For all the accolades we heap upon Queen's "Bohemian Rhapsody," we may neglect the impact of the equally iconic music video for the mid-'70s masterpiece.
Think about it: when you hear "Bohemian Rhapsody," you probably also see it.
With the video, the band created a dramatic, memorable visual representation of its most musically and lyrically complex composition ever. And in a media landscape in which the band had little expectation that the video would be seen more than a handful of times, years before MTV signed onto the airwaves.
But then again, the investment in the "BoRhap" video itself was minimal; it cost the band about £4,500 and took only about four hours to shoot.
In the latest installment of the band's 50th anniversary YouTube series, Queen: The Greatest, Brian May, Roger Taylor and Freddie Mercury explain that they only filmed "BoRhap" because they couldn't/didn't want to promote the single on the BBC's Top of the Pops.
Queen was on tour at the time, so appearing on television would have been a logistical challenge. But as May explains, the band also wasn't too keen on lip-synching a performance for TV, as was usually the case for rock bands in those days.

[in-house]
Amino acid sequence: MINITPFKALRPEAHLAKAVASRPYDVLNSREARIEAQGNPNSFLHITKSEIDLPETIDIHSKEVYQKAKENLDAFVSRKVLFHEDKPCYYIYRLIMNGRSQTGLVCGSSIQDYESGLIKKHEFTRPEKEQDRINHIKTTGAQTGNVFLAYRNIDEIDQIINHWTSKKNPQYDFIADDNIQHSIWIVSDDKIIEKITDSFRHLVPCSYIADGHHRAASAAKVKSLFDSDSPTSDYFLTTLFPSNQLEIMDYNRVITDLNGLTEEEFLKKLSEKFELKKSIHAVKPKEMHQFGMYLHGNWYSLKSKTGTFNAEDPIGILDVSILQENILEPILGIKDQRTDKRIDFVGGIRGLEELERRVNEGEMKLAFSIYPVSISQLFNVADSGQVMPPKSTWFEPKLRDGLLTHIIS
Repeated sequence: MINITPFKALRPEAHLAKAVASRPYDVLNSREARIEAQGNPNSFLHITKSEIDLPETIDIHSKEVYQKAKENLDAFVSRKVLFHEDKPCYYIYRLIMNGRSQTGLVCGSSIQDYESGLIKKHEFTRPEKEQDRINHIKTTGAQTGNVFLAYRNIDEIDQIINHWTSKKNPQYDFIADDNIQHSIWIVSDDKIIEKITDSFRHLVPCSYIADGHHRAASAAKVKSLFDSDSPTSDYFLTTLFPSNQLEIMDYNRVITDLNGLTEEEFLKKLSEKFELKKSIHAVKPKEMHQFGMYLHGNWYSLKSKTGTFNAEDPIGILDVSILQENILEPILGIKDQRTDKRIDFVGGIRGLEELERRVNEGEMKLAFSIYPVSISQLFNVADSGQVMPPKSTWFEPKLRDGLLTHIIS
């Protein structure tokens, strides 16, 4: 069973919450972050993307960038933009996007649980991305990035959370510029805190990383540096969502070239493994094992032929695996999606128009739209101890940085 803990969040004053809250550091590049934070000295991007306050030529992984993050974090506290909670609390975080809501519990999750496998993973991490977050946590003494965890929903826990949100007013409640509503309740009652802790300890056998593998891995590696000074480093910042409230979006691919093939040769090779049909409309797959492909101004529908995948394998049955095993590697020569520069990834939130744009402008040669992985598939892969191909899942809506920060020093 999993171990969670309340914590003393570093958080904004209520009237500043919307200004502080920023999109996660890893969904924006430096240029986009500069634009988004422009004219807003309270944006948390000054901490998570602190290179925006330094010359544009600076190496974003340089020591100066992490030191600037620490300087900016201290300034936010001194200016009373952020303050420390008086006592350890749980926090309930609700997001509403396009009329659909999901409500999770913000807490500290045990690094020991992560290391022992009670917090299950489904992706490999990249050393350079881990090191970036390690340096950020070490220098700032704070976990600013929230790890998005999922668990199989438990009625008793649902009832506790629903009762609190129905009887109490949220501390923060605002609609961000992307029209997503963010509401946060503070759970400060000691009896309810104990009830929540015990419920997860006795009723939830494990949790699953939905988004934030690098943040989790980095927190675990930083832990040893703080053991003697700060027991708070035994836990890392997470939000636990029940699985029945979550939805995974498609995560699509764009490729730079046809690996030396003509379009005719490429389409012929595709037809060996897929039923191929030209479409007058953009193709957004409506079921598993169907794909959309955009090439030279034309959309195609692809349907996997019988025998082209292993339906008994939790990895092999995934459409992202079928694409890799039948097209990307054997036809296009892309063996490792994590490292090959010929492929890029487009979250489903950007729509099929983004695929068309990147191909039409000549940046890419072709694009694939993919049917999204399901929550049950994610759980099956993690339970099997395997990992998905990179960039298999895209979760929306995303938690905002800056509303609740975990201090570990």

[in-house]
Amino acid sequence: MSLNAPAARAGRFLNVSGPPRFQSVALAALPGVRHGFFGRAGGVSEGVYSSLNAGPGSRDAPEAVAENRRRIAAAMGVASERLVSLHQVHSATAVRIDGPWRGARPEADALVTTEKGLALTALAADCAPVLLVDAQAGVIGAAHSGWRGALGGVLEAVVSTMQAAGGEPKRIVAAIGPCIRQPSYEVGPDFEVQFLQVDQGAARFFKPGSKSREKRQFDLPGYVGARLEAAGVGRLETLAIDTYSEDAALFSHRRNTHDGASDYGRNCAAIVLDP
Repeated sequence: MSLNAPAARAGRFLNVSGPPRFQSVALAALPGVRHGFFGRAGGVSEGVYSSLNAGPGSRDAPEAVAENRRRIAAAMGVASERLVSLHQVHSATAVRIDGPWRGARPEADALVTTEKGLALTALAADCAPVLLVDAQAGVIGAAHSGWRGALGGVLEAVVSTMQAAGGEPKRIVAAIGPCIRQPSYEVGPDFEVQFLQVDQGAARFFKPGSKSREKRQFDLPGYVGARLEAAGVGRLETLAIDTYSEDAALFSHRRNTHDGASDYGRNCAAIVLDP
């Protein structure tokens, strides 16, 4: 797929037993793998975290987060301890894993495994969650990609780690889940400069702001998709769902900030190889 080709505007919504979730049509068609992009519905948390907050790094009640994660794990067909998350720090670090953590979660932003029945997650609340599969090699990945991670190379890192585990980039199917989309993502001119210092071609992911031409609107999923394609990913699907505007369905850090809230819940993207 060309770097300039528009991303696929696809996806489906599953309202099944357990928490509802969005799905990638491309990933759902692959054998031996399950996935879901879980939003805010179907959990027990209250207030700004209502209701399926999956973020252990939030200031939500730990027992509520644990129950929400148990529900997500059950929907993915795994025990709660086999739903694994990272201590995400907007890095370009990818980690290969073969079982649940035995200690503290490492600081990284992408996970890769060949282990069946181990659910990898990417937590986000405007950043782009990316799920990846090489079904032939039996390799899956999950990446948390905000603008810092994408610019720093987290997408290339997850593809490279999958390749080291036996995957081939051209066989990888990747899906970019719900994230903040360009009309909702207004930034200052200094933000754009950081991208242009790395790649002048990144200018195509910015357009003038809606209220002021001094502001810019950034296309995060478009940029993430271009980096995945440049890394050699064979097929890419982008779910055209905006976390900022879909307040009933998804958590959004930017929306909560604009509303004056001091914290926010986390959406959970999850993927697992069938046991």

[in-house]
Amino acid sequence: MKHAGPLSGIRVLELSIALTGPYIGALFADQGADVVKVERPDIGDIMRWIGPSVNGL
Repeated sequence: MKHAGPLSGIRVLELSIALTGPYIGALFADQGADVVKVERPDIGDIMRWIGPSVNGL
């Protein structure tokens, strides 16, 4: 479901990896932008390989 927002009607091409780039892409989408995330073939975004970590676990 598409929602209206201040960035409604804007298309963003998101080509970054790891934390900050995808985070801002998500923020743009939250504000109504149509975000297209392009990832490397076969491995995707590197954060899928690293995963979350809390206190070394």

“To be honest we weren’t too keen on going on ’Top of the Pops’ and standing on those little podiums and kind of miming Bohemian Rhapsody," the guitarist recalled. "It would have been really crap.”
The final product and its success was a revelation to the band, Taylor added.
"We realized, 'Wow, you don't even have to be here to promote your record now!' You just make one of these little video films, and that's gotta be the way in the future. And we were the first to do that."
Speaking of the interview in the '80s, Mercury said that while Queen wasn't the first band to create a music video, "Bohemian Rhapsody" might have been the first single to have sold because of a video.
"There was this chemistry that actually linked visuals with the music and it worked," Mercury said.
Watch the full episode via the player above!